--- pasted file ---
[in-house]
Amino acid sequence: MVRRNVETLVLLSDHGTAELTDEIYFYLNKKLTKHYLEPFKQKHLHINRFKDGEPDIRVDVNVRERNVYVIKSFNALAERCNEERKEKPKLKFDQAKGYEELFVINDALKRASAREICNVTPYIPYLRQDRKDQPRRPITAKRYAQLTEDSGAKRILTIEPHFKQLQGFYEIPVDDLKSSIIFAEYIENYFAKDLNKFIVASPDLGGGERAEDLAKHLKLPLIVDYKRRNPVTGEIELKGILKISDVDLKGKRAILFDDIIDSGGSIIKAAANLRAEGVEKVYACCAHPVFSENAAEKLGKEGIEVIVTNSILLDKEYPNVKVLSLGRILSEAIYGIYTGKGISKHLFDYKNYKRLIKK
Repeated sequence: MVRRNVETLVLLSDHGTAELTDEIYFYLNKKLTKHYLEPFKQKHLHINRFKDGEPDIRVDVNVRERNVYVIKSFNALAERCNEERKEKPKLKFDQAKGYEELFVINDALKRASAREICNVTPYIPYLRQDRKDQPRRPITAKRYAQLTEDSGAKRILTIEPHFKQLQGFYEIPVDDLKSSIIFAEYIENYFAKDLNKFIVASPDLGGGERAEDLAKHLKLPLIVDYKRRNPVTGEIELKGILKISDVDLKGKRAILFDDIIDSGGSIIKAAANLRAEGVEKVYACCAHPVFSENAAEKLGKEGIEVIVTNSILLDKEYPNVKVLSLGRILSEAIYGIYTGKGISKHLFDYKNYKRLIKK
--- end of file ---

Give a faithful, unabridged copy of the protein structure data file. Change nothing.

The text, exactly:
[in-house]
Amino acid sequence: MVRRNVETLVLLSDHGTAELTDEIYFYLNKKLTKHYLEPFKQKHLHINRFKDGEPDIRVDVNVRERNVYVIKSFNALAERCNEERKEKPKLKFDQAKGYEELFVINDALKRASAREICNVTPYIPYLRQDRKDQPRRPITAKRYAQLTEDSGAKRILTIEPHFKQLQGFYEIPVDDLKSSIIFAEYIENYFAKDLNKFIVASPDLGGGERAEDLAKHLKLPLIVDYKRRNPVTGEIELKGILKISDVDLKGKRAILFDDIIDSGGSIIKAAANLRAEGVEKVYACCAHPVFSENAAEKLGKEGIEVIVTNSILLDKEYPNVKVLSLGRILSEAIYGIYTGKGISKHLFDYKNYKRLIKK
Repeated sequence: MVRRNVETLVLLSDHGTAELTDEIYFYLNKKLTKHYLEPFKQKHLHINRFKDGEPDIRVDVNVRERNVYVIKSFNALAERCNEERKEKPKLKFDQAKGYEELFVINDALKRASAREICNVTPYIPYLRQDRKDQPRRPITAKRYAQLTEDSGAKRILTIEPHFKQLQGFYEIPVDDLKSSIIFAEYIENYFAKDLNKFIVASPDLGGGERAEDLAKHLKLPLIVDYKRRNPVTGEIELKGILKISDVDLKGKRAILFDDIIDSGGSIIKAAANLRAEGVEKVYACCAHPVFSENAAEKLGKEGIEVIVTNSILLDKEYPNVKVLSLGRILSEAIYGIYTGKGISKHLFDYKNYKRLIKK